New to Nasal



All you nose breathers don’t know how lucky you are. Nasal is new for me and I’ve had to work at it.  I managed to get through 3 decades without using my nose that much. I’ve only half enjoyed my food and the pleasures of perfume were wasted on me. I was in a vicious cycle of asthma, blocked nose, disrupted sleep and fatigue. I wasn’t aware that mouth respiration was reducing the efficiency of many body functions. But it’s better to breathe through the mouth than not at all. As you can see from the photo above, I wasn’t looking well at all!

The first noticeable improvement in my nose breathing came when I gave up dairy foods about 6 months ago. I had the lumpy neck thing and while waiting for the next doctor’s appointment and the next one after that, I was trying out being a freegan vegan. I knew that dairy is mucus-producing and it was remarkable how my stuffy nose was so much clearer with this dietary change. Since the oncologist has ordered me to be Fat and Fit while on chemo, I’ve gone back to some dairy foods (they also ensure I have ample calcium and vitamin D). I find my sinuses can tolerate butter and a bit of cheese, but not much else.

Then, I checked out the Buteyko Technique and got some good tips on how to clear a stuffy nose so that nasal breathing can be maintained.  The exercise that worked best for me involves sitting down and letting the air out of your lungs. When they are empty, shut your mouth and pinch your nose closed. Now, ensuring you look very silly, nod your head up and down for as long as you can without breathing. Be gentle and don’t hurt your neck. If you think you really need to breathe, try holding for another few seconds. Then, when you’re desperate for a breath, use your nose to inhale. The build-up of carbon dioxide in your blood will have dilated the arteries in your sinuses, increasing blood and oxygen supply to those muscles. This relaxes your sinuses and opens the passages. You might have to do the silly nose-nodding a few times to get a good airflow.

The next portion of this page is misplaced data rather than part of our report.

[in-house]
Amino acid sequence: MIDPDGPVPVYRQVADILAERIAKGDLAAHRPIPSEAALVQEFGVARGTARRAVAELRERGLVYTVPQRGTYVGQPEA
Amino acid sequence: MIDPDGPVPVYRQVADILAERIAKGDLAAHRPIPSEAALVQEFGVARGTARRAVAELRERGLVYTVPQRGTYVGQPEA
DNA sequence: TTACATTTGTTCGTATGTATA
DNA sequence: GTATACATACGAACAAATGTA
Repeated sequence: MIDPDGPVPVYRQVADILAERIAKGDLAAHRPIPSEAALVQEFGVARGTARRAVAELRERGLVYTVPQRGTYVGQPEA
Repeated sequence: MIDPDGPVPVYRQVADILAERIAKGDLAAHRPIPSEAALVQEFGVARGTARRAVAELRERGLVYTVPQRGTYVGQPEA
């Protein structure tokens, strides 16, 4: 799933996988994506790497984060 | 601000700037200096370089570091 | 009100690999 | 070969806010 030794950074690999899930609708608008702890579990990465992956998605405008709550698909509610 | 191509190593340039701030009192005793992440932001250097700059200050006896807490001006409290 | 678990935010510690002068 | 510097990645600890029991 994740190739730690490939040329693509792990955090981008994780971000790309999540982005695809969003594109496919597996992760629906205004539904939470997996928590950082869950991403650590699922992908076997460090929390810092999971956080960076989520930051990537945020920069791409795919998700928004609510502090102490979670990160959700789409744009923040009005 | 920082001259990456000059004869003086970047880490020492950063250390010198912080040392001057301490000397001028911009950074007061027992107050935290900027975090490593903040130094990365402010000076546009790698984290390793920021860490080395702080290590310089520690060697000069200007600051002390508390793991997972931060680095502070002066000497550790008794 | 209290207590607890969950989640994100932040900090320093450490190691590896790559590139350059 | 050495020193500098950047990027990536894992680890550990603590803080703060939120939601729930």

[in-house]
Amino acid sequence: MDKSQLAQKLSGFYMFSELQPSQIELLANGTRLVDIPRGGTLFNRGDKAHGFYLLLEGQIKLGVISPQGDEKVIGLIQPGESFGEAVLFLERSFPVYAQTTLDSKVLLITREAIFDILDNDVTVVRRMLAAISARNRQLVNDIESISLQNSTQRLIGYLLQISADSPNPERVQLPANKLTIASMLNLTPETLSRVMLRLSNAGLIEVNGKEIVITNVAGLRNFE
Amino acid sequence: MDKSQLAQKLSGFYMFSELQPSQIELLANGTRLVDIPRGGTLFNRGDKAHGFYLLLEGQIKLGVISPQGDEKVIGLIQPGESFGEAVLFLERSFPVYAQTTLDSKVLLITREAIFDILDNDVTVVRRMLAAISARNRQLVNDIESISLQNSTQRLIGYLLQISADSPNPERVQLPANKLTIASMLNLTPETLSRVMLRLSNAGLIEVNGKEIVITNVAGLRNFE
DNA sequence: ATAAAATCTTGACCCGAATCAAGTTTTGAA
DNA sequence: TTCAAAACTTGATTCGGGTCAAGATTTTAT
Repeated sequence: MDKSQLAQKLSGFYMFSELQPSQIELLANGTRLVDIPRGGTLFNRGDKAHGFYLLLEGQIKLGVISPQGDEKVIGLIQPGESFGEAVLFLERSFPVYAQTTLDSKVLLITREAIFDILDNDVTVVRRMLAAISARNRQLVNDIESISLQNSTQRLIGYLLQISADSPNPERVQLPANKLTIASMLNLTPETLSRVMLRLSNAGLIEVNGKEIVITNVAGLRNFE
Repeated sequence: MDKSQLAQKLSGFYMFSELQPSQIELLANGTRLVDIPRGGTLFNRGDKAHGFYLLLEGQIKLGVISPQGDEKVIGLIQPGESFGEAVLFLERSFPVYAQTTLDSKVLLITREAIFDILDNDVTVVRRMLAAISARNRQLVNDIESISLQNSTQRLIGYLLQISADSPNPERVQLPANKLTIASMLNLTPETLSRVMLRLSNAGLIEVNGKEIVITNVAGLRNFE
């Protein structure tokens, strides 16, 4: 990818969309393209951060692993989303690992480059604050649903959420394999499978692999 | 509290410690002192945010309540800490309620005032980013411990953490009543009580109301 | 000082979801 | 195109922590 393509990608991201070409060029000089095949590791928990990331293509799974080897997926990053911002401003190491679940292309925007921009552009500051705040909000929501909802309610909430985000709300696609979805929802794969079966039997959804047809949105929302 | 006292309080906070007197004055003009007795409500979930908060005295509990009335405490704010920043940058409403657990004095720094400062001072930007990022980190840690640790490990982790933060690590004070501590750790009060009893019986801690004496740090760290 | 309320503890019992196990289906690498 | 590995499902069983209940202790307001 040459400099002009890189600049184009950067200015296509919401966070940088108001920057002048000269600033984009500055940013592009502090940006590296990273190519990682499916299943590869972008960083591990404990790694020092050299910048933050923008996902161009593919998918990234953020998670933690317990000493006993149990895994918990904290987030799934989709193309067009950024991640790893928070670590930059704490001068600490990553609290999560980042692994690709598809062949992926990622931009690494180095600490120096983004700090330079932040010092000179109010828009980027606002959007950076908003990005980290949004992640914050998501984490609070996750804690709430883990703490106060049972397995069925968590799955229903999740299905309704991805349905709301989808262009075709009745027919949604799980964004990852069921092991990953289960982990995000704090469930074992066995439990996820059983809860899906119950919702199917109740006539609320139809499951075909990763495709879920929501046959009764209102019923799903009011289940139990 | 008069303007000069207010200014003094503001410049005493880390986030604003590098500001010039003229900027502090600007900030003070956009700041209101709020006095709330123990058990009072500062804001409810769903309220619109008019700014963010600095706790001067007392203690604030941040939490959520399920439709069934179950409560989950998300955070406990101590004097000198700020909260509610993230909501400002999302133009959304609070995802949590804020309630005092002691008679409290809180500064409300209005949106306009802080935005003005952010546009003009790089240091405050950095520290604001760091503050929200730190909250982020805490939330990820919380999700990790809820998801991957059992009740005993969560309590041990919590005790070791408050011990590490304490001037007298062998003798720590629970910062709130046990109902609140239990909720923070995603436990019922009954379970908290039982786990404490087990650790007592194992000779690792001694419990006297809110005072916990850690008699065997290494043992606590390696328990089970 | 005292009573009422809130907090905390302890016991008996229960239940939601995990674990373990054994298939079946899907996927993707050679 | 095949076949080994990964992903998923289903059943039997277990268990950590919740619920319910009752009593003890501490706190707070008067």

My goal was to be able to nasal breathe through the night, so I could awake refreshed and properly rested. Mouth breathing used to wake me up with dry mouth and I’d lose out on REM sleep. I’m not in control of my night-time breathing so I knew I’d just have to train my body and brain during the day. It actually didn’t take long for my system to accept this new method, maybe a week or two.

I’m not going to list the benefits of nasal breathing, because you can just google them – there are many, many reasons we are designed to breathe through our noses. My life has changed since nasal breathing has become my habit. I feel more relaxed deep inside my body because my parasympathetic nervous system (rest) is getting properly stimulated. Wow, it’s so nice to be able to meditate and really connect to relaxation without battling a drippy, agitated nose.



One of the chemo drugs I’m on is known to stiffen the lungs, so mine get x-rayed every month. Nasal breathing properly uses the lung muscles. It slows the breath down, forcing the muscles to work to their capacity. My lungs are in great shape, even with this drug on board, so I’m delighted I started practicing months ago.

So, here’s a little exercise for you:

There’s a story in every breath cycle – a beginning, a middle and an end. Sit with your breath for a while and feel the story of your breath. Feel where it flows nicely, where it jitters, where there is struggle, where the pauses are. Notice the narrative. Now, bring your attention away from the story and tune in only to the physical sensation of your breath. Feel the cool air coming in through your nostrils. Feel the expansion of your tummy as your diaphragm drops to let the air in. Feel your back broaden as the intercostal muscles expand. And feel the relaxation of your whole body as you exhale. Try to get to this point of total relaxation on the out-breath. It might take a while. When you can achieve a relaxed exhale, you have a happy ending to your story. Smile and be grateful you never got that rhinectomy – you need your nose after all!

Ooh! And I have this gorgeous perfume-fiend friend. When she heard my olfactory functions are restored, she got super excited and sent me some perfs – mmm! I’m getting citrusy lemon, beautifully balanced on a heart of rose and violet, all poised on a musk and cedar base (I had to look that up). I can also appreciate the couple of bottles that I already own from The Burren Perfumery, a highly recommended haven of colour, beauty and fabulous fragrances in our local karst landscape.